HARRISONBURG, Va. (WHSV) — We are halfway through the six-month time period President Trump gave Congress to pass legislation after he rescinded the Obama administration's Deferred Action for Childhood Arrival (DACA) program. The program is meant to protect the country's 800,000 DACA recipients from being deported.
The DACA program requires people (born on or after June 16, 1981) to come to the U.S. before age 16. They must have continuously lived in the US since June 15, 2007; must currently being in school or an honorably discharged military veteran; must have a clean criminal record; and not have lawful immigration status. The program was an executive order by former President Barack Obama and would allow the recipients, known as DREAMers, to apply for temporary work permits, social security numbers and protection from deportation. The status was to be renewed every two years.
With President Trump's decision to end DACA, it leaves the immigration status of thousands uncertain, including in Harrisonburg.
There are about 12,000 DREAMers (the term used to describe people protected by DACA, which was instituted through the DREAM Act) in the commonwealth of Virginia. In addition, Harrisonburg has previously been listed among some of the most affected places nationwide under President Trump's proposed travel ban, due to the Friendly City's immigrant population.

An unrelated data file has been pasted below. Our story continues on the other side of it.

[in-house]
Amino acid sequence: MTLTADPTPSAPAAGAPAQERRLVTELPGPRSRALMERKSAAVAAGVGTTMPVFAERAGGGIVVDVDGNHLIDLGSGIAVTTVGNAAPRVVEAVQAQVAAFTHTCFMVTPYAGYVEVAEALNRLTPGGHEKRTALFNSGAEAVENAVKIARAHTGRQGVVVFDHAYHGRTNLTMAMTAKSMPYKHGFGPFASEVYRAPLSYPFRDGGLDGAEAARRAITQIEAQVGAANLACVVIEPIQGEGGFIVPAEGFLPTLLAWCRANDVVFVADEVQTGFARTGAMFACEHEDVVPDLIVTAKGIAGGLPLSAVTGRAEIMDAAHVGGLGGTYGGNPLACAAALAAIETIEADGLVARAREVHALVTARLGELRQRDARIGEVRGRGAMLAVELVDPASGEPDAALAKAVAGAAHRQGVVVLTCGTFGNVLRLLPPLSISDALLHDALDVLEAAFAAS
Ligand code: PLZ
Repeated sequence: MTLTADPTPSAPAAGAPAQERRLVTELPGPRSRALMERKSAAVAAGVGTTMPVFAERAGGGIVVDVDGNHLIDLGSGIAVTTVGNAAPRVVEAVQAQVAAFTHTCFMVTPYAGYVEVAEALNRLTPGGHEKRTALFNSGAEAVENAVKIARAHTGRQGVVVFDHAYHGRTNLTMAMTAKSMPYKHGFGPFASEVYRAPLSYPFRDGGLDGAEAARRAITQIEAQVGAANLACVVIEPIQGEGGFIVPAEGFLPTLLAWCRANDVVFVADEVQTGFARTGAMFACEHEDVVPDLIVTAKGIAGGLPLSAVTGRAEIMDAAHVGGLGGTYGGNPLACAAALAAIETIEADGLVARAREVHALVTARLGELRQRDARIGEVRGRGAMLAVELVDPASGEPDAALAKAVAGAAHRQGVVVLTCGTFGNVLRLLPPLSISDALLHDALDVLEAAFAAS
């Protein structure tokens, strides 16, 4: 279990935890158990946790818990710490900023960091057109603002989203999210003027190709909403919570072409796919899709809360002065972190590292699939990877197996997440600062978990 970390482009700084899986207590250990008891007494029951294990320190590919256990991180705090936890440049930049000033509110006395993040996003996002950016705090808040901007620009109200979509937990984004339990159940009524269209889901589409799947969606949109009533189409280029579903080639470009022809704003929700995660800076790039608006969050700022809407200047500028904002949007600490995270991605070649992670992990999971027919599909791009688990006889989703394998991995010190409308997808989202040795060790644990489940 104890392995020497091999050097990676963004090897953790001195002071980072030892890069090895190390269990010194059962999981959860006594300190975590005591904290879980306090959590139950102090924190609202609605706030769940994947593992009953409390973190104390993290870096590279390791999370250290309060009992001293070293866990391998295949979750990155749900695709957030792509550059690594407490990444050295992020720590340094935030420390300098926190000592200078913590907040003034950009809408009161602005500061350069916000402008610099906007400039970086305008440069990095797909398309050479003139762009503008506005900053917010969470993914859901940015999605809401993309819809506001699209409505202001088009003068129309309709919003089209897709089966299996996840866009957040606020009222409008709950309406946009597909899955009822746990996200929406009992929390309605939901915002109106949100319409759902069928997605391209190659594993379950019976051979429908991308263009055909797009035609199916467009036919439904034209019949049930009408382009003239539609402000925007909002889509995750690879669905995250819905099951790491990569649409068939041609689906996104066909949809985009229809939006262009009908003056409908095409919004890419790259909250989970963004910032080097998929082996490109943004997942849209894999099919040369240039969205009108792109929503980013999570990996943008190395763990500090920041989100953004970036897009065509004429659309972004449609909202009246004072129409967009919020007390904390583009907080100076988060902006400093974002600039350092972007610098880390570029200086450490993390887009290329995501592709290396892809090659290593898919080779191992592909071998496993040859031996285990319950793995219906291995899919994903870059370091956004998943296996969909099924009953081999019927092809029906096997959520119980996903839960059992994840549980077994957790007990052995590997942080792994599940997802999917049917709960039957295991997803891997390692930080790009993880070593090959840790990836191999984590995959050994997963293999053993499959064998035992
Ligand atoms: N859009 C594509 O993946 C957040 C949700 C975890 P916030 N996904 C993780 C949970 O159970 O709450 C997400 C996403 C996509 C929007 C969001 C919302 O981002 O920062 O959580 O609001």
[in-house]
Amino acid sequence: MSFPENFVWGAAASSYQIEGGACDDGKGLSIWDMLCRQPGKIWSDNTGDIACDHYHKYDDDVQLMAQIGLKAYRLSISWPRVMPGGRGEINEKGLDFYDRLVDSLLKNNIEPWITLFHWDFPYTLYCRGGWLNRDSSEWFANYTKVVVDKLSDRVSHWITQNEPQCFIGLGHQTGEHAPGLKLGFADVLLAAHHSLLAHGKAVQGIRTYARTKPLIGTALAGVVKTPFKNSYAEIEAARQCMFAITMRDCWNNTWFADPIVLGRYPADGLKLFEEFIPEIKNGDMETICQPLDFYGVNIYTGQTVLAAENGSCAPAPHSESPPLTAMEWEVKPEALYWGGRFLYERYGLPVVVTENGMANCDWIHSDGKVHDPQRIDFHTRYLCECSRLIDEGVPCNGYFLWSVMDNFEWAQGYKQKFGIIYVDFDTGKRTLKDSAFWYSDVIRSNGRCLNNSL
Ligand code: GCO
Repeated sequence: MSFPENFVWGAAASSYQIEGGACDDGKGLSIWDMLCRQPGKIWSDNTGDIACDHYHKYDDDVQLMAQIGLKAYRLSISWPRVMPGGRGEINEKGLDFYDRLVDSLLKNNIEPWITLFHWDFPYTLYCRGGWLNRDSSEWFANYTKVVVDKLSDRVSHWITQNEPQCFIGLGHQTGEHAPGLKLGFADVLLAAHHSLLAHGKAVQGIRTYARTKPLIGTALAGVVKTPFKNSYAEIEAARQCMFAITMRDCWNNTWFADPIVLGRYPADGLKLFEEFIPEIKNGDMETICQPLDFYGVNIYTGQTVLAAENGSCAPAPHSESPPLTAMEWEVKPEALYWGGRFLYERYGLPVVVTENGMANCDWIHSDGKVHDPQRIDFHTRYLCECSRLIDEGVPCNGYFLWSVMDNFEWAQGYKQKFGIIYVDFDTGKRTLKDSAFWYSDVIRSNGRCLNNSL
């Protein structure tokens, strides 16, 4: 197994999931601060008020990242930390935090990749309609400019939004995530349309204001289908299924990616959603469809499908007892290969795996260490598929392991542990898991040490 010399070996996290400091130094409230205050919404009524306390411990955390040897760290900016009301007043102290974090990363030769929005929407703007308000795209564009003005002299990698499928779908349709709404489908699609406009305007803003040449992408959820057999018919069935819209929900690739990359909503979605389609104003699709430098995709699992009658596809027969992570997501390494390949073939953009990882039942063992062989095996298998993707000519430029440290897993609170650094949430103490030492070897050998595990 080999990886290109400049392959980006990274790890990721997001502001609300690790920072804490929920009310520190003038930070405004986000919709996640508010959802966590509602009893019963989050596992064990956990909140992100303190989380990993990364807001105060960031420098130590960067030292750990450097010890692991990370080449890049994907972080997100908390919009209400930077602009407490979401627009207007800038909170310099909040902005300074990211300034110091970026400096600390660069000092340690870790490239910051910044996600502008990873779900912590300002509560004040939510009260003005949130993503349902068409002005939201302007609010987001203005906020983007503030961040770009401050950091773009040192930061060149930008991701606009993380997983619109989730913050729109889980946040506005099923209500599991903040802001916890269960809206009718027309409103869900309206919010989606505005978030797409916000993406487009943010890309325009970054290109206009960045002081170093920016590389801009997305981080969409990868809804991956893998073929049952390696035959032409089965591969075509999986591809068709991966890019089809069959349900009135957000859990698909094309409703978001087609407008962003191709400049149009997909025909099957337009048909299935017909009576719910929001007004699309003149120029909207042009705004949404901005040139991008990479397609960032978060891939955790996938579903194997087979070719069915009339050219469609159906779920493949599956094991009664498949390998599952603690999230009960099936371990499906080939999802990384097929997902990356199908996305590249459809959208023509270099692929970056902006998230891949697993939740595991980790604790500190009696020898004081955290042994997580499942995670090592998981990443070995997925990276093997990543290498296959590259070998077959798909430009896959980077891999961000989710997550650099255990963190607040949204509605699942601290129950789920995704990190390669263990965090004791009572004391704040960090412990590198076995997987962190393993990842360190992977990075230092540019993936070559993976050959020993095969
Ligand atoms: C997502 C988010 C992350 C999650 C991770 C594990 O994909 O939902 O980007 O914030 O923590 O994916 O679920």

Harrisonburg's chapter of Virginia Organizing held a rally on Wednesday afternoon calling for action. It started at City Hall, where participants played music and heard from two JMU students who are protected under DACA. The group then walked to Congressman Bob Goodlatte's office.
Goodlatte is a member of the Immigration Working Group appointed by Speaker Paul Ryan to address the DACA program.
One student, Diego F. Salinas said his DACA will run out five months after he graduates from college. He encouraged the community to put pressure on local government.
"We believe the American dream isn't dead," said Salinas. "We believe that this country was founded by immigrants, this country is improved by immigrants, this country is about diversity, and love and acceptance. It's terrifying, because this is the only home I know."
"My home is in Harrisonburg, this is where I live, this is where my roots are," he continued.
Another senior at JMU, Micaela Escuedero, who is covered by DACA, said the United States has become her home.
"I believe I'm American in every way, the only thing that's missing is my immigration status, and I just feel very American, and I want to stay here and I want to keep contributing."
From the streets of Harrisonburg to Washington D.C., talks about DACA are continuing. On Wednesday, Senator Tim Kaine asked Congress to come together to find a permanent solution for Dreamers.
"We need to do this. These families are law-abiding, tax paying, hard working, setting examples kind of families," said Senator Kaine.
Congress has until March to come up with a solution for the DACA program.
A spokeswoman for Rep. Goodlatte responded to WHSV's request for comment with the following statement from the congressman:
“President Trump has called on Congress to address this issue the right way through legislation. However, we cannot fix the DACA problem without fixing all of the issues that led to the underlying problem of illegal immigration in the first place. Our immigration system is broken due to decades of lax enforcement. The House Judiciary Committee will continue to aggressively pursue the enactment of our immigration enforcement agenda so that our laws are enforced, we prevent illegal immigration, and the rule of law is restored.”